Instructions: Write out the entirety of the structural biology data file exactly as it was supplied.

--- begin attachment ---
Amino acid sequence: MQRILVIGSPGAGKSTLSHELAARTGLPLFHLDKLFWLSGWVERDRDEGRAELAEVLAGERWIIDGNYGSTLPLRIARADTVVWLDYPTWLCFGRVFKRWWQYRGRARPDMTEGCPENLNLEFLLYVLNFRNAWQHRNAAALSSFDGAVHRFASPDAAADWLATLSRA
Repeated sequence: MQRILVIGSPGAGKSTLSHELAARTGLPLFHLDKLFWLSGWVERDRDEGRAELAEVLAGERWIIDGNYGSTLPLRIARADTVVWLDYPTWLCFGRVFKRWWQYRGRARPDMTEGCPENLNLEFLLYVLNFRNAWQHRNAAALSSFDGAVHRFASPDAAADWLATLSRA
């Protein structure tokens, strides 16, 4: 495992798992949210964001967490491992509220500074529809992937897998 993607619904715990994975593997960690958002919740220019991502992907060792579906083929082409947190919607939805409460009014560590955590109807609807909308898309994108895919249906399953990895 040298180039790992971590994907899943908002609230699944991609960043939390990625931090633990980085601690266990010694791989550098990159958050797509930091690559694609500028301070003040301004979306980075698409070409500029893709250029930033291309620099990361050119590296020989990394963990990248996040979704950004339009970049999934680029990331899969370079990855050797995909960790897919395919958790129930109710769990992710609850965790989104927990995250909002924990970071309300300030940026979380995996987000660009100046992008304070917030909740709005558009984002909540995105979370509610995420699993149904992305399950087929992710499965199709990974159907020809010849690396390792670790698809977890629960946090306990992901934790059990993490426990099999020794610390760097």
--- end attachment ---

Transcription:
Amino acid sequence: MQRILVIGSPGAGKSTLSHELAARTGLPLFHLDKLFWLSGWVERDRDEGRAELAEVLAGERWIIDGNYGSTLPLRIARADTVVWLDYPTWLCFGRVFKRWWQYRGRARPDMTEGCPENLNLEFLLYVLNFRNAWQHRNAAALSSFDGAVHRFASPDAAADWLATLSRA
Repeated sequence: MQRILVIGSPGAGKSTLSHELAARTGLPLFHLDKLFWLSGWVERDRDEGRAELAEVLAGERWIIDGNYGSTLPLRIARADTVVWLDYPTWLCFGRVFKRWWQYRGRARPDMTEGCPENLNLEFLLYVLNFRNAWQHRNAAALSSFDGAVHRFASPDAAADWLATLSRA
């Protein structure tokens, strides 16, 4: 495992798992949210964001967490491992509220500074529809992937897998 993607619904715990994975593997960690958002919740220019991502992907060792579906083929082409947190919607939805409460009014560590955590109807609807909308898309994108895919249906399953990895 040298180039790992971590994907899943908002609230699944991609960043939390990625931090633990980085601690266990010694791989550098990159958050797509930091690559694609500028301070003040301004979306980075698409070409500029893709250029930033291309620099990361050119590296020989990394963990990248996040979704950004339009970049999934680029990331899969370079990855050797995909960790897919395919958790129930109710769990992710609850965790989104927990995250909002924990970071309300300030940026979380995996987000660009100046992008304070917030909740709005558009984002909540995105979370509610995420699993149904992305399950087929992710499965199709990974159907020809010849690396390792670790698809977890629960946090306990992901934790059990993490426990099999020794610390760097």